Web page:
As soybean and cotton farmers across the Midwest and South continue to see their crops ravaged from the weed killer dicamba, new complaints have pointed to the herbicide as a factor in widespread damage to oak trees.
Monsanto and BASF, two of agriculture’s largest seed and pesticide providers, released versions of the dicamba this growing season. The new versions came several months after Monsanto released its latest cotton and soybean seeds genetically engineered to resist dicamba in 2016.
Since then, farmers across the Midwest and South have blamed drift from dicamba for ruining millions of acres of soybeans and cotton produced by older versions of seeds.
Now, complaints have emerged that the misuse of dicamba may be responsible for damage to oak trees in Iowa, Illinois and Tennessee.
• In Iowa, the Department of Natural Resources has received more than 1,000 complaints about oak tree damage from unknown pesticides, some of which cited dicamba as a cause.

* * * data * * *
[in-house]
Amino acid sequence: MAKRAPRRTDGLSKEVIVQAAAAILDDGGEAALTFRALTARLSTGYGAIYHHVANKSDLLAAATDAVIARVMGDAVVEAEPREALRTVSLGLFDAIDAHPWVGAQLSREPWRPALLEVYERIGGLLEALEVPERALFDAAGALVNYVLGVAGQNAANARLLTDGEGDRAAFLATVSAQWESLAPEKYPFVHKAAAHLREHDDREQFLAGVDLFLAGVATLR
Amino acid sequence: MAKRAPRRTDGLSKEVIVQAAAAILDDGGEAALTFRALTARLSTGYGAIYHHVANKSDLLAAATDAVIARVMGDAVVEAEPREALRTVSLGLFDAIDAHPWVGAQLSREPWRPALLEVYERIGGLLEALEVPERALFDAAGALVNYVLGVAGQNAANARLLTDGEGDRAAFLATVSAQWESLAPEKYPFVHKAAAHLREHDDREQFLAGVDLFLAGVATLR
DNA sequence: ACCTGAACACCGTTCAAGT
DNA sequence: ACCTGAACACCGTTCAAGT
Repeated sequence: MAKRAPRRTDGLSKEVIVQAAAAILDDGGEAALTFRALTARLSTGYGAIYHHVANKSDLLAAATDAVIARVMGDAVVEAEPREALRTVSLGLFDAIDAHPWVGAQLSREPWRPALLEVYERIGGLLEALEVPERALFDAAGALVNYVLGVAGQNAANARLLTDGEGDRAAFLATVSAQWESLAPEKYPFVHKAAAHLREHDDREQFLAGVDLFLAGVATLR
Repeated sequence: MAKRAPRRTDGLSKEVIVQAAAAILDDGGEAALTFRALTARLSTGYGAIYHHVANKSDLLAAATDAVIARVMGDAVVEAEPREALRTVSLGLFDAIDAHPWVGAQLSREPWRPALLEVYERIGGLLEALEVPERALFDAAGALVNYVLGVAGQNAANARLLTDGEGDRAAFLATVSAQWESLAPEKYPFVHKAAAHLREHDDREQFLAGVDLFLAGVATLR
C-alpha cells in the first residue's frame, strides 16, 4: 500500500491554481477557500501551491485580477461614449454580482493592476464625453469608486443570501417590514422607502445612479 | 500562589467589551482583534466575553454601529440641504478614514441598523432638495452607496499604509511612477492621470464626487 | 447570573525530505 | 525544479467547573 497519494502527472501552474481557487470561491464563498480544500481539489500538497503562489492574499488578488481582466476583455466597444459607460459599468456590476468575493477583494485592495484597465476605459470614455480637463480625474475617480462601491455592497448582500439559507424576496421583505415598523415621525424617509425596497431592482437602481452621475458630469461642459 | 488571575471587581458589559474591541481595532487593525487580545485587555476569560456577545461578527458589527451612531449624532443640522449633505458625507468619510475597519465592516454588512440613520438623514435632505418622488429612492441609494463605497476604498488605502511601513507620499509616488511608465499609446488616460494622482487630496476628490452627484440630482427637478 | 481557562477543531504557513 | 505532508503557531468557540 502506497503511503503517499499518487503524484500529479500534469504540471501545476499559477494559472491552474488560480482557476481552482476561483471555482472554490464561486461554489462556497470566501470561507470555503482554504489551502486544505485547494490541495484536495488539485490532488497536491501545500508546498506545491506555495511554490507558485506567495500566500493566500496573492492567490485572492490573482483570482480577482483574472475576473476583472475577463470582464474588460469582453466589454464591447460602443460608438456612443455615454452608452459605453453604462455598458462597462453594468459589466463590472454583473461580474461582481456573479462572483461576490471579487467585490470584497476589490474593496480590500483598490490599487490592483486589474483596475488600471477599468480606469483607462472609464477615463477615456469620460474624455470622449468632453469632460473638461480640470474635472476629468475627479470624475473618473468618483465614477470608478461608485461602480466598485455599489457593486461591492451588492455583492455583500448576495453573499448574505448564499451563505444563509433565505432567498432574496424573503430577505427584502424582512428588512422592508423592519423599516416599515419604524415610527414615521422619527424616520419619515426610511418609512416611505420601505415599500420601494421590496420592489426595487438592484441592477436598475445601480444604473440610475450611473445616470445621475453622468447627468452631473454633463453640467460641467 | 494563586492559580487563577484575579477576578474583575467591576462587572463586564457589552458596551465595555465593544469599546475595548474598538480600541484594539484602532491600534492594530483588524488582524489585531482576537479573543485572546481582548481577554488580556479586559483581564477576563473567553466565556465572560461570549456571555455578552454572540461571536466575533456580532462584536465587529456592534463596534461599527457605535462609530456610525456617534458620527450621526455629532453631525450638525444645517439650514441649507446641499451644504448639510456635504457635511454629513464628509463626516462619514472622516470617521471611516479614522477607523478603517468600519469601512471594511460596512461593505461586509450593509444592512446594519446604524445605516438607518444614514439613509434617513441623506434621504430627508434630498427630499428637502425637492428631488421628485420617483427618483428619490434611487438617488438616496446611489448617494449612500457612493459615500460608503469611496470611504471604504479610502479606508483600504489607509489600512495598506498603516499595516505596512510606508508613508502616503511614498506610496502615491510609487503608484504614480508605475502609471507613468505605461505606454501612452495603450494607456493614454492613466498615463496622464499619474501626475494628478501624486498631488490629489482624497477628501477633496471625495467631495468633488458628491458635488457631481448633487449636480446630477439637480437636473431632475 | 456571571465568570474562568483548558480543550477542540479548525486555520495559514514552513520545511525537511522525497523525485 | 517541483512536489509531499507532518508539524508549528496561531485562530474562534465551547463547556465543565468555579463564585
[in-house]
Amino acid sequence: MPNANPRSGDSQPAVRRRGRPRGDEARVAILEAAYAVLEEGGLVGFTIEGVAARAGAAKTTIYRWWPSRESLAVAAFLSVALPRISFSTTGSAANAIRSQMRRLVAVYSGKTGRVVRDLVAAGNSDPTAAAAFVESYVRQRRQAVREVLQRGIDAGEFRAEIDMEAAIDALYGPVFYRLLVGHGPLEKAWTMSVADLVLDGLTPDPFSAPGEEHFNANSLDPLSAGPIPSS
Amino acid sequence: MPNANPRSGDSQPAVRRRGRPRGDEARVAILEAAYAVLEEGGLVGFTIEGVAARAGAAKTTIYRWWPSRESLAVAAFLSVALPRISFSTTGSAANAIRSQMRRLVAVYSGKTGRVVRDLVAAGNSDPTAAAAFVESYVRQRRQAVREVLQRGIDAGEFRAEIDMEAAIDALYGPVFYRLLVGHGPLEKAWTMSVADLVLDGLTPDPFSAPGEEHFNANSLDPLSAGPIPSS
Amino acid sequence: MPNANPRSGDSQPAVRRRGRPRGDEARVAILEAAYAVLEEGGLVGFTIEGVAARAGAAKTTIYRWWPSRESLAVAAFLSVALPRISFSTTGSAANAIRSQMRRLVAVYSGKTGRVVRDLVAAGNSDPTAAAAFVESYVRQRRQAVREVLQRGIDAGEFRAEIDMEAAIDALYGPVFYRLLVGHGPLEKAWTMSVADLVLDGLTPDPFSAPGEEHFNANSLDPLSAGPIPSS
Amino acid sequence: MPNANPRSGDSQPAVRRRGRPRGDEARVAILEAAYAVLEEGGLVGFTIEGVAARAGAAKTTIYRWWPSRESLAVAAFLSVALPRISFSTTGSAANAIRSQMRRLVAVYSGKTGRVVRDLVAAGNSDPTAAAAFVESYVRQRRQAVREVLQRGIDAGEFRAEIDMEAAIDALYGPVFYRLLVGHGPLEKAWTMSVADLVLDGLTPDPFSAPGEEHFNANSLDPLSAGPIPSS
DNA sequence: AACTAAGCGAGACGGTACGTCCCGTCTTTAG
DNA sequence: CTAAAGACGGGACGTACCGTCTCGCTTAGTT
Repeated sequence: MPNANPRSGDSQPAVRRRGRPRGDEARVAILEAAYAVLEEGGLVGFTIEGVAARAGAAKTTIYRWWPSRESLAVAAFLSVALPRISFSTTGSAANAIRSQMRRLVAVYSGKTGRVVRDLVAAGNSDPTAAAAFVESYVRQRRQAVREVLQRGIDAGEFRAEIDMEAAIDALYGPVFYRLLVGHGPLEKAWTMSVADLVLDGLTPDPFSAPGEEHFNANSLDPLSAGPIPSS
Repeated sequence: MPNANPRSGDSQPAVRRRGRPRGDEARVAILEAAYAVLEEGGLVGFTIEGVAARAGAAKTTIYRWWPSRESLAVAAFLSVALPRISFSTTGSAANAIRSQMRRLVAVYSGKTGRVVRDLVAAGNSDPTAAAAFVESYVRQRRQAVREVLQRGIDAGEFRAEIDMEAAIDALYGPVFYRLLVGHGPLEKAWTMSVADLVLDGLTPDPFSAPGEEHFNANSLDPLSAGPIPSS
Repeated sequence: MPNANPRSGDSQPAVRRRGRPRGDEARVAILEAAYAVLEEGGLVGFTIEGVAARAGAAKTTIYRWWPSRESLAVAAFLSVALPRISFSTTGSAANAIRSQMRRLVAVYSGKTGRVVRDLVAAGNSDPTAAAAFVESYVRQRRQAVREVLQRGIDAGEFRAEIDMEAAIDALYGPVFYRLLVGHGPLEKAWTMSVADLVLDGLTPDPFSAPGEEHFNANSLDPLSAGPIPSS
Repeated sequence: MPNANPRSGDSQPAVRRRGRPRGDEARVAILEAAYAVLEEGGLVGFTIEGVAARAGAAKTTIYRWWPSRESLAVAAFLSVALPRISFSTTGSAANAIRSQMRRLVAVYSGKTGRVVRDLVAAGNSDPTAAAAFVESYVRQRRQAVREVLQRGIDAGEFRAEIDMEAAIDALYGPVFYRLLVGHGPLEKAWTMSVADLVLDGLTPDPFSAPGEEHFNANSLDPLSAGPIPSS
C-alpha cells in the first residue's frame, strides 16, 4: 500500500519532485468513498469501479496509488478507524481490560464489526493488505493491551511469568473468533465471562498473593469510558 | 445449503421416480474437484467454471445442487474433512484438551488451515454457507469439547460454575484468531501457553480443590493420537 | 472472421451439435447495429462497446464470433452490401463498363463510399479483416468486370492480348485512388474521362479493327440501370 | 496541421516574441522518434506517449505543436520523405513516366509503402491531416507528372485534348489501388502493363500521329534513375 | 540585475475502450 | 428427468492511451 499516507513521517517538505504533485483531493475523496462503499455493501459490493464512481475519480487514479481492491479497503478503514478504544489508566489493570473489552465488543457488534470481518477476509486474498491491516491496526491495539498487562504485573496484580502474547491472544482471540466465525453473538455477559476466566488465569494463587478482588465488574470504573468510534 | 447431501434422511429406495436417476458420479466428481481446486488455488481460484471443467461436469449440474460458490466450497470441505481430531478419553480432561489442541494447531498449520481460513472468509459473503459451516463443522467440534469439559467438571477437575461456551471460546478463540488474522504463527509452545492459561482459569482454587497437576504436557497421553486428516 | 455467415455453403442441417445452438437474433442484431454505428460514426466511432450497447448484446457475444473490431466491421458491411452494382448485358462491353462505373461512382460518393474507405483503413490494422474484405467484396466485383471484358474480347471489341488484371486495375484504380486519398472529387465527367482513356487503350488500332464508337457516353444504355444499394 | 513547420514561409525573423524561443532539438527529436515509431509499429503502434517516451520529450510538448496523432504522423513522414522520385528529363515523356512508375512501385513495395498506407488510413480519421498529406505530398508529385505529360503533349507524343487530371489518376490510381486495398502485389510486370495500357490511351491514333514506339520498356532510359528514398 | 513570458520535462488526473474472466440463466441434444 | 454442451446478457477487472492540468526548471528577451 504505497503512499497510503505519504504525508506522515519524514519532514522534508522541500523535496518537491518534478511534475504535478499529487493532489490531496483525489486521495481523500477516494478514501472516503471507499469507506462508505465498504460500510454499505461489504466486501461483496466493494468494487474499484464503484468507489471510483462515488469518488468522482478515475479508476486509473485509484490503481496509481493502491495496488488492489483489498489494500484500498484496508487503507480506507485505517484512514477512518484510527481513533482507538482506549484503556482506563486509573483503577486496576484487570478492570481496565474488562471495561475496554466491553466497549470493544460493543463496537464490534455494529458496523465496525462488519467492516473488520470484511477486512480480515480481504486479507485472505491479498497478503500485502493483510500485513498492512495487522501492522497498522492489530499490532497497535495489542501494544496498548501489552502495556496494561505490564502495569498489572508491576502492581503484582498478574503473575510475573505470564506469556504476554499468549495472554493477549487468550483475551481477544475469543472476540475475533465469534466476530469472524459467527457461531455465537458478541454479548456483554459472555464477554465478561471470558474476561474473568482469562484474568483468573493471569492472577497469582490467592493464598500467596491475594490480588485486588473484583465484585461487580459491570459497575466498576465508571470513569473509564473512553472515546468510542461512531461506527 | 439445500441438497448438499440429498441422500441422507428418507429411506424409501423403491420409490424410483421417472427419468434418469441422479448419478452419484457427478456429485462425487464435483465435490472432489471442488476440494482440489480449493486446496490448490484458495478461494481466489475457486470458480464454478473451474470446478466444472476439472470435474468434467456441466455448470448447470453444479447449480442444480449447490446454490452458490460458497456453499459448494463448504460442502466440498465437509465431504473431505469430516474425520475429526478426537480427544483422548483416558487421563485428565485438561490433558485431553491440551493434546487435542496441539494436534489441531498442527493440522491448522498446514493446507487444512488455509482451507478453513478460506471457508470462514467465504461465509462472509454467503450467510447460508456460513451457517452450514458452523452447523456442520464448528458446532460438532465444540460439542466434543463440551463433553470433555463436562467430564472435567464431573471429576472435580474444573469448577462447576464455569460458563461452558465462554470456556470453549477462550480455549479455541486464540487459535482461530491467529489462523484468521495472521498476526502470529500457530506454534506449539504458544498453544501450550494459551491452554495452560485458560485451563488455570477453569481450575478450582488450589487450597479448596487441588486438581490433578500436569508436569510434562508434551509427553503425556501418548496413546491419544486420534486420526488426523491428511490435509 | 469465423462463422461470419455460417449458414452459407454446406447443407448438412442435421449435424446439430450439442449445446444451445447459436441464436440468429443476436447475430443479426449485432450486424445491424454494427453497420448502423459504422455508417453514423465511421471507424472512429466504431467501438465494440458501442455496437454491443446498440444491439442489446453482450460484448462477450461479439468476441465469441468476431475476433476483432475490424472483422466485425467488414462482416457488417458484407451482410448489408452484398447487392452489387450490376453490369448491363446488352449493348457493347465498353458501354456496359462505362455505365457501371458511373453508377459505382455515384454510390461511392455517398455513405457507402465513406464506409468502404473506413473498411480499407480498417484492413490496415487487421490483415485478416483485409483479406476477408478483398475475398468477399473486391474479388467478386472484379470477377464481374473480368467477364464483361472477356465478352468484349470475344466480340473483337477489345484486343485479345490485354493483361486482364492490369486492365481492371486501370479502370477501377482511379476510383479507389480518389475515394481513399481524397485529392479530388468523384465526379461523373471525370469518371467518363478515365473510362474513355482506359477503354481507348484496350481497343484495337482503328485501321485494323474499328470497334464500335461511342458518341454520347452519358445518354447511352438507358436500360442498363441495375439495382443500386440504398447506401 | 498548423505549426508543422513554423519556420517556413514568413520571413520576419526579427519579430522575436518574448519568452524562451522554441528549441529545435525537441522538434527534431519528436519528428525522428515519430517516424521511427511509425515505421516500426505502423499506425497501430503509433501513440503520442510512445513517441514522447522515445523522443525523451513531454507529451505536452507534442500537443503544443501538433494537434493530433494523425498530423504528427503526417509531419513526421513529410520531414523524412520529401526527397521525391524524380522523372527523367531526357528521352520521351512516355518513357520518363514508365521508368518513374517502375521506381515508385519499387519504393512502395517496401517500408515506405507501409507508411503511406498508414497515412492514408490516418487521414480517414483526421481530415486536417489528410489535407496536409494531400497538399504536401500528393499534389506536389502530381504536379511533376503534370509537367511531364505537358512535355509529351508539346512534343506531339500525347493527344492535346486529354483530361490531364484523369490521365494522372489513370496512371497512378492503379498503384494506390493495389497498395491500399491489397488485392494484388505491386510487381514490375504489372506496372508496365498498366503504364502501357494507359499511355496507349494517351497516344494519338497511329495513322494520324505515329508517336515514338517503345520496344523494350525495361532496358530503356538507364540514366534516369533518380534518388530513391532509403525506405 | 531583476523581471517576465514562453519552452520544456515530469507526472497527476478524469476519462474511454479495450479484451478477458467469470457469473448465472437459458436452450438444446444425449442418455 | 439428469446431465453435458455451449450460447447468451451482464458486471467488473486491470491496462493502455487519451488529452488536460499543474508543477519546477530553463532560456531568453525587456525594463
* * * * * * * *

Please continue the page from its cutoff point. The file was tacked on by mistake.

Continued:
• In Illinois, retired biologist Lou Nelms who was a researcher at the University of Illinois, has documented damage to oak trees across the state from dicamba and filed numerous complaints with Illinois Department of Agriculture.
• In Tennessee, the Department of Agriculture investigated and confirmed complaints that dicamba had damaged oak trees at the state’s largest natural lake.
“I’ve seen (pre-planting damage) year after year after year,” Nelms said of dicamba’s effect. “I’ve been seeing these signs for 40 years. To me, it’s just obvious.”
When reached for comment, Monsanto spokeswoman Charla Lord requested more time to respond.
But Monsanto officials have said publicly that crop damage is caused by misapplication of dicamba or the sale of the herbicide under other labels.
BASF spokeswoman Odessa Hines said the company is aware of issues with oak trees and encourages growers to contact the company with any concerns.
“We don’t believe volatility is a driving factor based on past research and experience. For Engenia herbicide to receive registration from federal and state authorities, including authorities in Illinois, we conducted and submitted results from a wide range of studies needed to fulfill regulatory requirements,” Hines said.